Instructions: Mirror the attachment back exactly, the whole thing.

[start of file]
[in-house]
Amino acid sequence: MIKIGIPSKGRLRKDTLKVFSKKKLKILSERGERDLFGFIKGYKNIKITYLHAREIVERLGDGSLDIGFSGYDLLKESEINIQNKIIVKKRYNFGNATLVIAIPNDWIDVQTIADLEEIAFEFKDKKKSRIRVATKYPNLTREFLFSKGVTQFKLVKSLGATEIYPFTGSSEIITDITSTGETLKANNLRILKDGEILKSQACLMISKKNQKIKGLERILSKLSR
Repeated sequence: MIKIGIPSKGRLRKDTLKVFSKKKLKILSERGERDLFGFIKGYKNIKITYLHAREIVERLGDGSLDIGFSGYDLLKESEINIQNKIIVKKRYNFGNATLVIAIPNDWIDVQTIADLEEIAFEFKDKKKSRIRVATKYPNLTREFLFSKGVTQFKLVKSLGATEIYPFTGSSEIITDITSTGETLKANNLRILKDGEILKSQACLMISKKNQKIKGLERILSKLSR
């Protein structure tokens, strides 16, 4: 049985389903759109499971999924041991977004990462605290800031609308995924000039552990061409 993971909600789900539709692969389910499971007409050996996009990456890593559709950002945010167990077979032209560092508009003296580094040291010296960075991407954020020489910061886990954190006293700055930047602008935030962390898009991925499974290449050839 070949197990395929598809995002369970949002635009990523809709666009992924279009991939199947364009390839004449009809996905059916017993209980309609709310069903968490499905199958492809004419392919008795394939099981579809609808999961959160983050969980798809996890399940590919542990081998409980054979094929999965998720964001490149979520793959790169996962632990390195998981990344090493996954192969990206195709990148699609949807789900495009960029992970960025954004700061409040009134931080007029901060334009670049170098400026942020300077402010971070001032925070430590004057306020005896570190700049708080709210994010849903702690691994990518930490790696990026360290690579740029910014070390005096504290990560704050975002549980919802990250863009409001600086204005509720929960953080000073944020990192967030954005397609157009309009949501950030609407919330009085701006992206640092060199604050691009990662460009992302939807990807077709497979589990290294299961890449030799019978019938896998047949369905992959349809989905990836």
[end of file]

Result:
[in-house]
Amino acid sequence: MIKIGIPSKGRLRKDTLKVFSKKKLKILSERGERDLFGFIKGYKNIKITYLHAREIVERLGDGSLDIGFSGYDLLKESEINIQNKIIVKKRYNFGNATLVIAIPNDWIDVQTIADLEEIAFEFKDKKKSRIRVATKYPNLTREFLFSKGVTQFKLVKSLGATEIYPFTGSSEIITDITSTGETLKANNLRILKDGEILKSQACLMISKKNQKIKGLERILSKLSR
Repeated sequence: MIKIGIPSKGRLRKDTLKVFSKKKLKILSERGERDLFGFIKGYKNIKITYLHAREIVERLGDGSLDIGFSGYDLLKESEINIQNKIIVKKRYNFGNATLVIAIPNDWIDVQTIADLEEIAFEFKDKKKSRIRVATKYPNLTREFLFSKGVTQFKLVKSLGATEIYPFTGSSEIITDITSTGETLKANNLRILKDGEILKSQACLMISKKNQKIKGLERILSKLSR
């Protein structure tokens, strides 16, 4: 049985389903759109499971999924041991977004990462605290800031609308995924000039552990061409 993971909600789900539709692969389910499971007409050996996009990456890593559709950002945010167990077979032209560092508009003296580094040291010296960075991407954020020489910061886990954190006293700055930047602008935030962390898009991925499974290449050839 070949197990395929598809995002369970949002635009990523809709666009992924279009991939199947364009390839004449009809996905059916017993209980309609709310069903968490499905199958492809004419392919008795394939099981579809609808999961959160983050969980798809996890399940590919542990081998409980054979094929999965998720964001490149979520793959790169996962632990390195998981990344090493996954192969990206195709990148699609949807789900495009960029992970960025954004700061409040009134931080007029901060334009670049170098400026942020300077402010971070001032925070430590004057306020005896570190700049708080709210994010849903702690691994990518930490790696990026360290690579740029910014070390005096504290990560704050975002549980919802990250863009409001600086204005509720929960953080000073944020990192967030954005397609157009309009949501950030609407919330009085701006992206640092060199604050691009990662460009992302939807990807077709497979589990290294299961890449030799019978019938896998047949369905992959349809989905990836």